Two former Guantánamo prisoners thanked Ghana for allowing them to settle in the country following their release, as the president of the West African nation sought to quell fears that the men posed any danger.
The two Yemenis, Khalid al Dhuby, 34, and Mahmoud Omar Bin Atef, 36, were held at the U.S. base in Guantánamo Bay, Cuba, as enemy combatants, accused of training with al-Qaida and fighting with the Taliban. They had been cleared for release in 2009, but the U.S. won’t send Guantánamo prisoners to Yemen because of instability there and officials had to find another country to accept them.
Ghana’s president, John Mahama, on Tuesday urged residents to not be fearful nearly a week after the government announced it would allow the two Guantánamo Bay detainees to resettle in Ghana. They were released from the remote prison in southeast Cuba and secretly flown to the west African country on Jan. 6.
Mahama said that the country took in the detainees after a direct request by the U.S. government, with whom he said Ghana has been partners in every sphere. He said “no monetary consideration was made to us” to accept them.
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Mahama reassured the public saying “I will not take any decision that will jeopardize the safety of the nation.”
Dhuby and Bin Atef are the first Guantánamo prisoners resettled in sub-Sahara Africa, and among the first wave of 17 expected to be released this month.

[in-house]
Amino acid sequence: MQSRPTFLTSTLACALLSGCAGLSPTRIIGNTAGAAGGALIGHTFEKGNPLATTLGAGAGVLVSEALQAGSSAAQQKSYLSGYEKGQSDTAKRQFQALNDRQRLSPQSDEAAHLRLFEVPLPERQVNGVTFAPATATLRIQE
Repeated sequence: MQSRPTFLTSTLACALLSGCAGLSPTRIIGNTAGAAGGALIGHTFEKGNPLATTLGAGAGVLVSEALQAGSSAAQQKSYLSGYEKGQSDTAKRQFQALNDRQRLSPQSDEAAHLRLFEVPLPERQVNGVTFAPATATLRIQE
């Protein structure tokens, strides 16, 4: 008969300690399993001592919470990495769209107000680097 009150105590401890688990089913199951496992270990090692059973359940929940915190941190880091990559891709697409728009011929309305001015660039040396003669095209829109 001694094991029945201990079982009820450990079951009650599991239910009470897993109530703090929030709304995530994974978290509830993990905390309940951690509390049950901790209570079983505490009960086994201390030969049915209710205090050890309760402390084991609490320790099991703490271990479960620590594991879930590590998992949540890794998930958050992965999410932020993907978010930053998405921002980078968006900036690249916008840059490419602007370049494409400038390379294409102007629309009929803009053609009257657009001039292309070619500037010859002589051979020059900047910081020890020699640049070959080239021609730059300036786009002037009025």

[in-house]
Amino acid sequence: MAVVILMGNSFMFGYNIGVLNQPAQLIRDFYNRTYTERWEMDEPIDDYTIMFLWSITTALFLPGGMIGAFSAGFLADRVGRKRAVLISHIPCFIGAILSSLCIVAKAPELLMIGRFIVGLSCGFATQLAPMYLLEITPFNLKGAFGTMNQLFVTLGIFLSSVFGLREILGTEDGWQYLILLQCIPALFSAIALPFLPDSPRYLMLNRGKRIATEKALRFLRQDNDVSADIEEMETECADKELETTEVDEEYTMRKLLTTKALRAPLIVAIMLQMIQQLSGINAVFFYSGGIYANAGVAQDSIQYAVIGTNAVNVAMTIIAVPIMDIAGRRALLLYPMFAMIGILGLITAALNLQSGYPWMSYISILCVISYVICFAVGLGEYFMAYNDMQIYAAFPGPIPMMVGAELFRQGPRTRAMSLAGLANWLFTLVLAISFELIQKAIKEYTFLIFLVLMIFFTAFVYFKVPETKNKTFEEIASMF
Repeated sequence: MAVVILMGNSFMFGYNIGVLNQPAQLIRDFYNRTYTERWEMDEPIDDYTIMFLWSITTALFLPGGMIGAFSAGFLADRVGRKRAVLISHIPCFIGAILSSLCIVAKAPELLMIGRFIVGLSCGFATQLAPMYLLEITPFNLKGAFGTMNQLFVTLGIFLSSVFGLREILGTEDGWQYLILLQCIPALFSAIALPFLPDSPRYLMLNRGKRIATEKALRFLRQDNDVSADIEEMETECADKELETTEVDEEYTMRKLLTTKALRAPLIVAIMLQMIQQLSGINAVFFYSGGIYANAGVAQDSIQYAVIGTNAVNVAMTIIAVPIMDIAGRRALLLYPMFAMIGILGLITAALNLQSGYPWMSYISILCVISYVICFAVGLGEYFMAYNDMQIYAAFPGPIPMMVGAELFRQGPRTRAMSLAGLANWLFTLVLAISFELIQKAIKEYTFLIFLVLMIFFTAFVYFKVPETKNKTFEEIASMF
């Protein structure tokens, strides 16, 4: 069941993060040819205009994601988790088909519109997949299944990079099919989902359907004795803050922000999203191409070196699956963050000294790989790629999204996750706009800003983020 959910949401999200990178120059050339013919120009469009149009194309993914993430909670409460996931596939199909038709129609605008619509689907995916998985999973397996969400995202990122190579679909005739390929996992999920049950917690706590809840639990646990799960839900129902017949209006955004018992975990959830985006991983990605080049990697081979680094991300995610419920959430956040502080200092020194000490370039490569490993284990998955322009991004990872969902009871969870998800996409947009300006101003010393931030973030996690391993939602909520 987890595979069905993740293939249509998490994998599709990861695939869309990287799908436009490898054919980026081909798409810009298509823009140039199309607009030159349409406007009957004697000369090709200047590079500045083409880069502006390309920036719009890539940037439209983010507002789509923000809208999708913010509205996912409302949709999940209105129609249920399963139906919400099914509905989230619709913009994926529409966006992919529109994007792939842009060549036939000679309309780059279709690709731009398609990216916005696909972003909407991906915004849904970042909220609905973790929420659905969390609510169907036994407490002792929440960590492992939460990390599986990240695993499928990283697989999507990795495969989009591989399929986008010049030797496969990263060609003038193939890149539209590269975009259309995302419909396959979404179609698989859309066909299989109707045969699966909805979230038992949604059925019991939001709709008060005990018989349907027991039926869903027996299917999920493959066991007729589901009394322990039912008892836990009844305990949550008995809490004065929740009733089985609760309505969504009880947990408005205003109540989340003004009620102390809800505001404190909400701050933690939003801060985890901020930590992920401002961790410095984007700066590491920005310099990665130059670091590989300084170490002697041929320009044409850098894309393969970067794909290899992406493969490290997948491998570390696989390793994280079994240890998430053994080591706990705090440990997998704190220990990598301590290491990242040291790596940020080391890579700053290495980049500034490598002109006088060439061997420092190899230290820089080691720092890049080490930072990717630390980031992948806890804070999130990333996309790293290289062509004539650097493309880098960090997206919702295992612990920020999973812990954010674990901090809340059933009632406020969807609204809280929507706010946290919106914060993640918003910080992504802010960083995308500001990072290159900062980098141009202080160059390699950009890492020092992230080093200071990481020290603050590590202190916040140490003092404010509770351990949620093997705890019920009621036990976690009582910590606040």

Bin Atef told Ghana Broadcasting Corp. radio they are grateful to the people of Ghana for accepting them.
“We have been wrongly arrested for 14 years without any charge against us and we have suffered,” he said on an interview that aired Tuesday. “We are not looking for revenge because we are not bitter. We only want to live in Ghana because we couldn’t go back to our country because of the current conflict situation.”
The foreign ministry said they would be able to leave after two years. Bin Atef said “We look forward to go back to our country.”
On Monday, the Ghana Catholic Bishops Conference, the Christian Council of Ghana and the Ghana Pentecostal and Charismatic Council all asked the government to reconsider the decision in separate statements that questioned the security risks.
President Barack Obama’s administration seeks to whittle down the population of low-level prisoners as part of a broader effort, opposed by many in Congress, to close the detention center and move remaining detainees to the U.S.